It is impossible, really, to name a favourite among all the festivals I have witnessed and reported over the years, but a few remain most memorable because of the colour, pomp and ceremony that characterize them: Ofala Festival (Onitsha, Anambra State); Osun osogbo Festival (Osogbo, Osun State); Argungu Festival (Argungu, Kebbi State); Durbar Festival (Kano, Kano State); and Igue Festival (Benin City, Edo State). It is always a delight to see Nigerians celebrate their heritage proudly.


Several industry experts have spoken broadly of the need to develop Nigeria’s tourism industry. If the government decides that it was time to prioritize the industry, in specifics, how do we go about doing that?

Since 1999, the governments in Nigeria, state and federal, have often made political statements about developing domestic tourism, but it’s been all talk and no commitment. The best tourist attractions in Nigeria are in two broad categories: Natural environments and cultural heritage. It’s a long list but If I were to advise the government, I would say this as a matter of priority: upgrade, renovate and restore all the museums and national monuments in the country; standardize festival calendars and advertise the major one globally; ensure that our embassies abroad have sufficient supplies of these materials for Visa applicants and potential tourists; ensure better grading of hospitality facilities; invest in the production of guidebooks, travel literature and documentaries; train tour guides; and orientate Nigerians to appreciate our travel assets and travel more within the country.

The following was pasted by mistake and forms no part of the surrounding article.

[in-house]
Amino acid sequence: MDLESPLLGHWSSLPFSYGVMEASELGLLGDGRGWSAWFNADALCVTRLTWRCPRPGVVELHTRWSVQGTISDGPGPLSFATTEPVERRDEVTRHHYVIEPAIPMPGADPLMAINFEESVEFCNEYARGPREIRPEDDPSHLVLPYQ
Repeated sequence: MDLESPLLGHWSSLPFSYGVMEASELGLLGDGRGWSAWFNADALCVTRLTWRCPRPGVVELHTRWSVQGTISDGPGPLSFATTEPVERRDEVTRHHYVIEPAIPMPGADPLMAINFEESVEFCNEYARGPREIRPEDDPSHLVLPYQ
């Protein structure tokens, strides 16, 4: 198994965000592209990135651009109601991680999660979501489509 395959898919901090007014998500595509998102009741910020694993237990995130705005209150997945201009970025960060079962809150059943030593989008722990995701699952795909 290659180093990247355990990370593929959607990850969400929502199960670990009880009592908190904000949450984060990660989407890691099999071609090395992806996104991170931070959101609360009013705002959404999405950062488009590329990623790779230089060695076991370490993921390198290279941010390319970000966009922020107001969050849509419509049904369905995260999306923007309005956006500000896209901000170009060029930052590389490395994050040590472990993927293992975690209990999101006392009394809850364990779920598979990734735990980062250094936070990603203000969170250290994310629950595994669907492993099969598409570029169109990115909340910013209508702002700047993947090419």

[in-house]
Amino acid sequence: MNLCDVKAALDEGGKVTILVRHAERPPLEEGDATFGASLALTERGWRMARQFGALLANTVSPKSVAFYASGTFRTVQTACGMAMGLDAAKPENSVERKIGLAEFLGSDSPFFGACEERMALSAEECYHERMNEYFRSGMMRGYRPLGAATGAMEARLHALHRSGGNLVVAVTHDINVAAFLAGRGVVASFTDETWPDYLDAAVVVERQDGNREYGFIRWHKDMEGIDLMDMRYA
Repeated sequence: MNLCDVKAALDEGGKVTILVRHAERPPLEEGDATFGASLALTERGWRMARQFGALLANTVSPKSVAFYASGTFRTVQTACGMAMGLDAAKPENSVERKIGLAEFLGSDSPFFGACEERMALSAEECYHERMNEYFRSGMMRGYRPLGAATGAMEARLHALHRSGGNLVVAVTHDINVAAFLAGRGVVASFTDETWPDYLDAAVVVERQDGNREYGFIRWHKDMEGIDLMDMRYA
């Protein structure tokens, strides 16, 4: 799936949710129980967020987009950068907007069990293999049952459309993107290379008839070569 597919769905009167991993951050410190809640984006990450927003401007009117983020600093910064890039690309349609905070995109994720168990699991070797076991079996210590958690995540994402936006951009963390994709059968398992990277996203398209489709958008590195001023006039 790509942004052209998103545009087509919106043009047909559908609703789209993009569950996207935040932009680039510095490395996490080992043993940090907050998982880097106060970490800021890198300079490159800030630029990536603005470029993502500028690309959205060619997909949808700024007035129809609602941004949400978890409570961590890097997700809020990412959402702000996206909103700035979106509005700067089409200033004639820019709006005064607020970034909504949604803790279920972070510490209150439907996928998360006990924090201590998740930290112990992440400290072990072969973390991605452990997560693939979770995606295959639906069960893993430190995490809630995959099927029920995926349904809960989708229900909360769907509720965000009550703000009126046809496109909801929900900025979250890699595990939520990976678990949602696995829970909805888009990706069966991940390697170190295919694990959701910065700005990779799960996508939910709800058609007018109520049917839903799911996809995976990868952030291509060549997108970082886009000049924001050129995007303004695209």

32Nigeria is in a recession and the FG has been asked to prioritize tourism to checkmate it. Question is how do we attract more tourists at this time and more so how if we still battle basic insecurity challenges across the country?

Aside from the crises in the northeast, Nigeria is safe. We have simply failed to manage and/ or communicate our security challenges better, which is what countries like the US, the UK, Mexico, India, Turkey and a couple other do excellently. In spite of the occasional negative news you hear from those places, tourists still visit them in huge numbers. I can tell you, for example, that the US spends some $200mn in marketing its tourism annually worldwide. That is a country that ranks highly with tourists. A few days before this interview, I attended a road show hosted in Lagos by South African Tourism: there were a good number of hoteliers, tour operators, travel agencies and related businesses selling South Africa holidays and festivals to their Nigerian counterparts. The big question is: How much of selling does Nigeria do abroad? The answer? Zero.


Lastly, in this recession where money is hard to come by, for individuals and families still looking to explore Nigeria’s tourism, can you be kind as to suggest three places each where they can go (1) Shopping, (2) Lodging, (3) Dining and (4) Holidaying without having to break their banks?

As someone who has travelled to 32 states already, I will answer this question by saying that every state in Nigeria is good for shopping, for lodging, for dining and for holidaying; each state offers a wide array of options for all the four travel activity you itemized. But you can’t go wrong with Uyo, Calabar, Kano, Lagos and Abeokuta. MA